Jim Baumbach Newsday columnist Jim Baumbach

Jim Baumbach is an investigative / enterprise sports reporter for Newsday. A Long Island native, he started working

Curtis Granderson doesn't understand why sports fans boo, especially when the jeers come from the home fans. The thought makes no sense to him.

"Me myself, I've never booed anybody," he said. "I see no point in it."

As the Mets' big-ticket signing from this past offseason, Granderson heard some boos at Citi Field last month after getting off to a slow start.

He has started to turn around his season, batting .311 in his past 20 games. And he heard lots of cheers from the home crowd Thursday night as he doubled in the second and tripled in the eighth.

But that doesn't change the fact that Mets fans have a tendency to be a fickle bunch. And while Granderson said hearing boos never has bothered him, he still doesn't understand why fans of any team would do such a thing.

"I've always wanted to know why someone would boo, because in the next second they'll cheer," Granderson said. "So which one is it? You like your team or dislike your team? You call yourself a fan and then you'll boo?"

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To be clear, he addressed the topic because I thought it was worth checking in with him about the state of Mets fans these days.

Remember how he said "a lot of people have told me real New Yorkers are Mets fans" at his introductory news conference last December?

But our 12-minute chat evolved into a discussion about overall fan behavior because it's a topic that Granderson always has been interested in, mostly because the intensity often displayed by fans seems so foreign to him.

"I understand you're a fan, but at the same time, you aren't playing," he said. "I can see you getting that intense as a player or have played. But if you're just a fan and watching, enjoy the excitement of the game that is in front of you, win, lose or draw, whatever the case is."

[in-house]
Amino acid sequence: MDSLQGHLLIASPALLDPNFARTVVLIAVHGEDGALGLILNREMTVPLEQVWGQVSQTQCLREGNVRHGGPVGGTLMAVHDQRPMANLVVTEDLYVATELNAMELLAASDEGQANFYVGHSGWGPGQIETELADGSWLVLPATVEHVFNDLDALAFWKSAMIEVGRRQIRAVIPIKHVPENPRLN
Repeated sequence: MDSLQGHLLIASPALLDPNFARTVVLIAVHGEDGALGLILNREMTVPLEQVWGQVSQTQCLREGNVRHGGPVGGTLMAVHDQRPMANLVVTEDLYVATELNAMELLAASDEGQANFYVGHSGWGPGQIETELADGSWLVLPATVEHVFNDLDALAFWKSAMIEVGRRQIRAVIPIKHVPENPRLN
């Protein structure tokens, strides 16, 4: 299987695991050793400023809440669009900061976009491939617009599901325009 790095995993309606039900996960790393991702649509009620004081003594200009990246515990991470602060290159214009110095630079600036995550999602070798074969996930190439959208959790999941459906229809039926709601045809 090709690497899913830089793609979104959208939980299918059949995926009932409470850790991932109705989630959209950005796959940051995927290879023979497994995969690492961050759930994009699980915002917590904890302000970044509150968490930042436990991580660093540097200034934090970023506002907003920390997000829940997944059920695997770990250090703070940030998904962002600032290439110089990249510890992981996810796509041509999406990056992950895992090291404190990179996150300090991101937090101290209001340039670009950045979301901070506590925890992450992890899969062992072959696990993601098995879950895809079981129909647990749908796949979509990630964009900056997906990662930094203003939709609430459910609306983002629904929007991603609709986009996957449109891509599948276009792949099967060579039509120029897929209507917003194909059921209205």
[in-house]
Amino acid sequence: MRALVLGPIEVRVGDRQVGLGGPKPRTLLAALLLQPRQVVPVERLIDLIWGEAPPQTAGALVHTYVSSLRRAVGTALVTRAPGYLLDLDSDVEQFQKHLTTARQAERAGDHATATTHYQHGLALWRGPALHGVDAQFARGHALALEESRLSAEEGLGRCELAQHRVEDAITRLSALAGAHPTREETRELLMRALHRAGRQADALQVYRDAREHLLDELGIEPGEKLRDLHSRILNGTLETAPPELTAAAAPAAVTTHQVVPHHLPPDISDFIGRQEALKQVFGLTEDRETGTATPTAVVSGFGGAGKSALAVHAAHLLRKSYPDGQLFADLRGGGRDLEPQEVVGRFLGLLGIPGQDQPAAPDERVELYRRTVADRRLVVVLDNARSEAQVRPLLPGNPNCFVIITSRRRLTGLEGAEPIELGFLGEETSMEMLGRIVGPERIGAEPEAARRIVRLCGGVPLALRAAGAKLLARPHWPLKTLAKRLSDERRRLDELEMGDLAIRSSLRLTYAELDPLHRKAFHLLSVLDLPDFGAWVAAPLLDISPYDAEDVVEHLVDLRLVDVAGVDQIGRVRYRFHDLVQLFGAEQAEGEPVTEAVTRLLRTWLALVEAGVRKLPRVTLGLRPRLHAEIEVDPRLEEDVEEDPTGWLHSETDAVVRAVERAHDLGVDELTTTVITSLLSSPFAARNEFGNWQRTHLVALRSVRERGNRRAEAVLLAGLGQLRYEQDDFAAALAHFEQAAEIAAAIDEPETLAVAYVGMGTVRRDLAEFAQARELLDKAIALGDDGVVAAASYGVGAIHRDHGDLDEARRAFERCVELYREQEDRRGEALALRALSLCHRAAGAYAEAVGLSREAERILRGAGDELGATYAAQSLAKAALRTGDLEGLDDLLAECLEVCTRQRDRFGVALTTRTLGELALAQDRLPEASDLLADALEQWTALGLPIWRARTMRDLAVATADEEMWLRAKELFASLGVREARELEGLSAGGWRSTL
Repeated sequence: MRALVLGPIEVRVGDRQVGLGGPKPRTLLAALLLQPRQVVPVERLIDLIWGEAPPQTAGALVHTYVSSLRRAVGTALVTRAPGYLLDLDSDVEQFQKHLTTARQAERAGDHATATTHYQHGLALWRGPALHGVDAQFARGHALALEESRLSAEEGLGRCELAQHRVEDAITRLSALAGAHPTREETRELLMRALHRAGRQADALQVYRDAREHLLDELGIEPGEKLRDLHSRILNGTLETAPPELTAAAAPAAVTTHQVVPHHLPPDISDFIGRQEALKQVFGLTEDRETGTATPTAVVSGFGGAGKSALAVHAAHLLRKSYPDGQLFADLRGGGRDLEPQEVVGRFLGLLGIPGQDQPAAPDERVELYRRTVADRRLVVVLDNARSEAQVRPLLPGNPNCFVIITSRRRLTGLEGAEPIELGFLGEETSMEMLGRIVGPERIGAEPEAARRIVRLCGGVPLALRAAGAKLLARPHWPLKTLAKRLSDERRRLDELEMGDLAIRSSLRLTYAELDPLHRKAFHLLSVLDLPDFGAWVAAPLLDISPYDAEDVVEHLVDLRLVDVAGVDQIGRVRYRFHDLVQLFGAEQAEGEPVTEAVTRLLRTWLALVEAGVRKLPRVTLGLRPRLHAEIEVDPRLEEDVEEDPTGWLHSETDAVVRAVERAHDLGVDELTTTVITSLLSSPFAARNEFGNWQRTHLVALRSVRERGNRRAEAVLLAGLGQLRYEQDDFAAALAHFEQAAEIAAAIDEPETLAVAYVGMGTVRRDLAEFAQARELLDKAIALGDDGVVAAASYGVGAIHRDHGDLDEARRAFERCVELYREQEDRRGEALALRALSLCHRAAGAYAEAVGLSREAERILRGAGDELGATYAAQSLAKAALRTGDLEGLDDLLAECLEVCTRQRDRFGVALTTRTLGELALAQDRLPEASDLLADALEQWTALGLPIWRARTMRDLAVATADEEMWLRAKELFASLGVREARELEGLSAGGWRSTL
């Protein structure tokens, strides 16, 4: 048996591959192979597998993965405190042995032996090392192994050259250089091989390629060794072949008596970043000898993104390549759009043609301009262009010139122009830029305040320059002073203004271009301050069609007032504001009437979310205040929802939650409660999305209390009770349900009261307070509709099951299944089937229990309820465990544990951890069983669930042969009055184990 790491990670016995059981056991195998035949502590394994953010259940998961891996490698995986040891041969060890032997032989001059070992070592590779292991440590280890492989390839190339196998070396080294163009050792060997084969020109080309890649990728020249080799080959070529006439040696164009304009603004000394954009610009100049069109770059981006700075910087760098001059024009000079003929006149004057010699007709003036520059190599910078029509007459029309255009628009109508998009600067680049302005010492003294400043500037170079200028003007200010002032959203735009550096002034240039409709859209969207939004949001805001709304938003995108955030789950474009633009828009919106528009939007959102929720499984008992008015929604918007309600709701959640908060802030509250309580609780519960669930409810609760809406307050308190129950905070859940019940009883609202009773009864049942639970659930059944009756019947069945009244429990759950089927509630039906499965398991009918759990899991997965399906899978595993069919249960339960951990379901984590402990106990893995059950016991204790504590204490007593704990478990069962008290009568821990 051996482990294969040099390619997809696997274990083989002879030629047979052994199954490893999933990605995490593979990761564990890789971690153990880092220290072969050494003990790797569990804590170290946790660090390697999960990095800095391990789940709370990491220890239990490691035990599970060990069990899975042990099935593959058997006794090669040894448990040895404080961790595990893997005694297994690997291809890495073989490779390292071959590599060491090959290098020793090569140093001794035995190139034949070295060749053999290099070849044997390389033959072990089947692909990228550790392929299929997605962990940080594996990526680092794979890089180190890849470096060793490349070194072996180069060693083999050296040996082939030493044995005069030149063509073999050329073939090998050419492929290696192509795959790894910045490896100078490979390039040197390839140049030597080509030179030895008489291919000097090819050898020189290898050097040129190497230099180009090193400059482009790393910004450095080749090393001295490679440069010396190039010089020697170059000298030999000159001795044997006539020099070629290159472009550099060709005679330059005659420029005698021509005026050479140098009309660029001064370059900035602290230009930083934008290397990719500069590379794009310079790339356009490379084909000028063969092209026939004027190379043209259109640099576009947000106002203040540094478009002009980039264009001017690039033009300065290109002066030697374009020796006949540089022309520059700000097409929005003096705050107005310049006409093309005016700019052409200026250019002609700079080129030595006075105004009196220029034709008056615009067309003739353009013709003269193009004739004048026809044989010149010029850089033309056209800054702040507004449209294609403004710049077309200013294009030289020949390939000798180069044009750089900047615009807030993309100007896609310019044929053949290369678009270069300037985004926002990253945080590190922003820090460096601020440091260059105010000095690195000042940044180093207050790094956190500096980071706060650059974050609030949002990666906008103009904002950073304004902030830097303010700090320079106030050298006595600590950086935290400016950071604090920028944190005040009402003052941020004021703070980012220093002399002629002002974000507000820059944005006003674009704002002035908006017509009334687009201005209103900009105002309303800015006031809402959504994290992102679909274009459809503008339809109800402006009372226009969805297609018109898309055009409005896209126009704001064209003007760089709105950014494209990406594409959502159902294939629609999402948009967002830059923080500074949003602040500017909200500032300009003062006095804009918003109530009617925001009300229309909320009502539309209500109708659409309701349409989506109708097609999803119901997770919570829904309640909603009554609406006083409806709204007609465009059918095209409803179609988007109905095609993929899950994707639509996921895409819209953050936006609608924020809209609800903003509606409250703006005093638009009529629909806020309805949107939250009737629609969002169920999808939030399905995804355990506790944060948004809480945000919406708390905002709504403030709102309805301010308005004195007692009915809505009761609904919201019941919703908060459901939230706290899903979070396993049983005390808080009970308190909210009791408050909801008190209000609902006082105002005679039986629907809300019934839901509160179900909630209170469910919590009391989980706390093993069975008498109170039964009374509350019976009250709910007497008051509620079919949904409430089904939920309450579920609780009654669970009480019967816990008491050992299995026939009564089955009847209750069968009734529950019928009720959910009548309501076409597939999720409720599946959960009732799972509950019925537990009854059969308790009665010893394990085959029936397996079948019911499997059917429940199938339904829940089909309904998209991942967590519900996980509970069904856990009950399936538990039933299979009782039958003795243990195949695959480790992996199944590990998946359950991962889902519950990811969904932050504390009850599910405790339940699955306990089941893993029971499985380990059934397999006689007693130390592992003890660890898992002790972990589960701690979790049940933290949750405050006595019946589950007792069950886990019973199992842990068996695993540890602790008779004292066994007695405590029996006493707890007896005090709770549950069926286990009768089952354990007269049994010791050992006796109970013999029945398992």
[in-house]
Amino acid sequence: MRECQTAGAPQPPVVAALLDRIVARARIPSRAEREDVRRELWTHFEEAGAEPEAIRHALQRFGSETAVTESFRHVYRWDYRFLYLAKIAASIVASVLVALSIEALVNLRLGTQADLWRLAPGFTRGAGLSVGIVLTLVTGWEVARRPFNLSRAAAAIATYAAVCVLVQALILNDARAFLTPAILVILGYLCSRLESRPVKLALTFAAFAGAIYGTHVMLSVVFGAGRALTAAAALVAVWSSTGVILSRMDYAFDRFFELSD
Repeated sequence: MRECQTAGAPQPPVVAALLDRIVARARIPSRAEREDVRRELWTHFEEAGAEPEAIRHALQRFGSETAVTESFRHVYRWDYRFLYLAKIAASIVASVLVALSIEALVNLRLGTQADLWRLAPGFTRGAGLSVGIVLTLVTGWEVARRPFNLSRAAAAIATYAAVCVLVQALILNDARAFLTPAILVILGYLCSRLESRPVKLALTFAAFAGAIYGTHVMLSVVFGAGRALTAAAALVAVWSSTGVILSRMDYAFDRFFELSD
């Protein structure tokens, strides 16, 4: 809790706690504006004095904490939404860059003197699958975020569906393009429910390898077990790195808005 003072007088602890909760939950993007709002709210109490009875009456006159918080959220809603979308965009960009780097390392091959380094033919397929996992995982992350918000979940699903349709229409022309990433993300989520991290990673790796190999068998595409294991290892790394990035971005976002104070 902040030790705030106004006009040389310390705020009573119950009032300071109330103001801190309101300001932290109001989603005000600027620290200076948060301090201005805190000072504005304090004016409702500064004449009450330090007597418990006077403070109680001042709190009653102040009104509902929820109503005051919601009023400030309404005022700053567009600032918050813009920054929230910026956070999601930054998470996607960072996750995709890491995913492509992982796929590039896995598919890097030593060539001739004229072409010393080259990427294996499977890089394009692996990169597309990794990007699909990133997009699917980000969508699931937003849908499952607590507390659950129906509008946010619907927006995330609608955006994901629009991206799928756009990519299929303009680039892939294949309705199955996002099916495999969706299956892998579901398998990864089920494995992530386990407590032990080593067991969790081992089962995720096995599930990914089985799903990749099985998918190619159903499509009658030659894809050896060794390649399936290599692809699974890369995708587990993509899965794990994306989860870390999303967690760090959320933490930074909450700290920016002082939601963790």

Granderson believes he can speak to this point because he considers himself a "die-hard" fan, too. He grew up rooting for the Atlanta Braves, the Buffalo Bills and the Kansas men's basketball team (these days he roots only for the Jayhawks).

Still, Granderson was a teenager in the '90s when the Braves made it to the playoffs year after year but won only one World Series, so surely that had to bother him, right?


"It was real easy to say, 'Man, how come they haven't done it?' " he said. "But that was never my thinking . . . I was never going to throw anything, rip anything, turn my back on my team. That's the team I was supporting and that's the way I always looked at it."

As far as raw emotion goes, Granderson had a rare display of anger on the field Thursday night, arguing with plate umpire Adrian Johnson about a disputed third strike in the sixth.

Granderson insisted he made contact, Johnson disagreed and replays were inconclusive. So he was sent back to the dugout, and the fans booed. This time, however, their displeasure clearly was directed at the umpire in support of their guy.

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If there's one thing about booing that Granderson is sure of, it's that fans won't ever do it to a player's face.

He referenced the recent skit on "The Tonight Show" in which New Yorkers booed a poster of Robinson Cano, only to instantly change their tune when the real Cano appeared.

He knows that Mets fans might boo him again someday, but you should know he won't take it to heart. Fans want players to do well. The way Granderson sees it, they just have an odd way of showing it sometimes.

"They know they don't have to interact with you so they have the ability to do or say what they want," he said. "But when they do, their passion, loyalty, excitement always comes out."